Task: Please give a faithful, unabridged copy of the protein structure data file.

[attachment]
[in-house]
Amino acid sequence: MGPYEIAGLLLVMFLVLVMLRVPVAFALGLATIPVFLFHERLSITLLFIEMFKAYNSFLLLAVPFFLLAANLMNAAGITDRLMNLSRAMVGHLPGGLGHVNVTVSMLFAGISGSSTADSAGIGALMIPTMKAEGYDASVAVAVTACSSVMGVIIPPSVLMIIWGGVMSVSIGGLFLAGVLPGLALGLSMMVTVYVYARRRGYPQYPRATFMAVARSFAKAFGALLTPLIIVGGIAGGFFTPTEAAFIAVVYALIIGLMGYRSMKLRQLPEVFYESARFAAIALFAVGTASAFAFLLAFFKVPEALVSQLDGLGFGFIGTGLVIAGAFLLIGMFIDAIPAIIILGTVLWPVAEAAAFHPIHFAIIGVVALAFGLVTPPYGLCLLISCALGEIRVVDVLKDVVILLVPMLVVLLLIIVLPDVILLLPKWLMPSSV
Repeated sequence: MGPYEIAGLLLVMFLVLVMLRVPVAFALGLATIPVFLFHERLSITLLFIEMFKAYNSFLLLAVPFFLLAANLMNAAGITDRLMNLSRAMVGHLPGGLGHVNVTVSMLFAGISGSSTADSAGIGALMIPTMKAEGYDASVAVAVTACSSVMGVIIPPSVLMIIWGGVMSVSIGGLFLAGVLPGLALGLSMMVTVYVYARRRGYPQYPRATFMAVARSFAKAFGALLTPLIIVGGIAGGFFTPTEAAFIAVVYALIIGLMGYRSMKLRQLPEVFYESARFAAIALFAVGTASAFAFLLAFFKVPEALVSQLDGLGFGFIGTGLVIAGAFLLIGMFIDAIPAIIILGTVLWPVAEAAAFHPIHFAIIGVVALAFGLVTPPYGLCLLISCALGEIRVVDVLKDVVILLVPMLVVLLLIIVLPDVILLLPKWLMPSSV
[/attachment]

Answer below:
[in-house]
Amino acid sequence: MGPYEIAGLLLVMFLVLVMLRVPVAFALGLATIPVFLFHERLSITLLFIEMFKAYNSFLLLAVPFFLLAANLMNAAGITDRLMNLSRAMVGHLPGGLGHVNVTVSMLFAGISGSSTADSAGIGALMIPTMKAEGYDASVAVAVTACSSVMGVIIPPSVLMIIWGGVMSVSIGGLFLAGVLPGLALGLSMMVTVYVYARRRGYPQYPRATFMAVARSFAKAFGALLTPLIIVGGIAGGFFTPTEAAFIAVVYALIIGLMGYRSMKLRQLPEVFYESARFAAIALFAVGTASAFAFLLAFFKVPEALVSQLDGLGFGFIGTGLVIAGAFLLIGMFIDAIPAIIILGTVLWPVAEAAAFHPIHFAIIGVVALAFGLVTPPYGLCLLISCALGEIRVVDVLKDVVILLVPMLVVLLLIIVLPDVILLLPKWLMPSSV
Repeated sequence: MGPYEIAGLLLVMFLVLVMLRVPVAFALGLATIPVFLFHERLSITLLFIEMFKAYNSFLLLAVPFFLLAANLMNAAGITDRLMNLSRAMVGHLPGGLGHVNVTVSMLFAGISGSSTADSAGIGALMIPTMKAEGYDASVAVAVTACSSVMGVIIPPSVLMIIWGGVMSVSIGGLFLAGVLPGLALGLSMMVTVYVYARRRGYPQYPRATFMAVARSFAKAFGALLTPLIIVGGIAGGFFTPTEAAFIAVVYALIIGLMGYRSMKLRQLPEVFYESARFAAIALFAVGTASAFAFLLAFFKVPEALVSQLDGLGFGFIGTGLVIAGAFLLIGMFIDAIPAIIILGTVLWPVAEAAAFHPIHFAIIGVVALAFGLVTPPYGLCLLISCALGEIRVVDVLKDVVILLVPMLVVLLLIIVLPDVILLLPKWLMPSSV